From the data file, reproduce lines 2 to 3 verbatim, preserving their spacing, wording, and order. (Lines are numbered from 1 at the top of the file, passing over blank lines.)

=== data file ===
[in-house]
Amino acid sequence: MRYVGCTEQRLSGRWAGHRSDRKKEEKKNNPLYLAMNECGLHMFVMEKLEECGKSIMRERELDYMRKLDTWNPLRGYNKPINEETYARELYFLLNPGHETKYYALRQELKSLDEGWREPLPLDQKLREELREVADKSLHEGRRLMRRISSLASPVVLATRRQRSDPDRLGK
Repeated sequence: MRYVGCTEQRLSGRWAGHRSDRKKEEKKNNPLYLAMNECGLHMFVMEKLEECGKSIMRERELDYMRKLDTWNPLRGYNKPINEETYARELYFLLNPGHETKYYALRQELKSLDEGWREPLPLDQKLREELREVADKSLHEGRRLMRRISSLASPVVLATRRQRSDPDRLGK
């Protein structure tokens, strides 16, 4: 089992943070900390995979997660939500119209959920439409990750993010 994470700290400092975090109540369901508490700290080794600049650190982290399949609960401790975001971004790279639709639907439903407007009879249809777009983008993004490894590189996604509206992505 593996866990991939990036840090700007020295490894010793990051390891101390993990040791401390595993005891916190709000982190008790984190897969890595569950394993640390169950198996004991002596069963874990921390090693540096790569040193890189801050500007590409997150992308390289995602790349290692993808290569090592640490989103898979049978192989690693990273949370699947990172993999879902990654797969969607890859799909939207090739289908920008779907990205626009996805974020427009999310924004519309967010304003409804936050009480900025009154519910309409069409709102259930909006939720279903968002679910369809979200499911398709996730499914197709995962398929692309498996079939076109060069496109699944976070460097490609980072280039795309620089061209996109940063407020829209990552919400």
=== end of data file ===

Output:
Amino acid sequence: MRYVGCTEQRLSGRWAGHRSDRKKEEKKNNPLYLAMNECGLHMFVMEKLEECGKSIMRERELDYMRKLDTWNPLRGYNKPINEETYARELYFLLNPGHETKYYALRQELKSLDEGWREPLPLDQKLREELREVADKSLHEGRRLMRRISSLASPVVLATRRQRSDPDRLGK
Repeated sequence: MRYVGCTEQRLSGRWAGHRSDRKKEEKKNNPLYLAMNECGLHMFVMEKLEECGKSIMRERELDYMRKLDTWNPLRGYNKPINEETYARELYFLLNPGHETKYYALRQELKSLDEGWREPLPLDQKLREELREVADKSLHEGRRLMRRISSLASPVVLATRRQRSDPDRLGK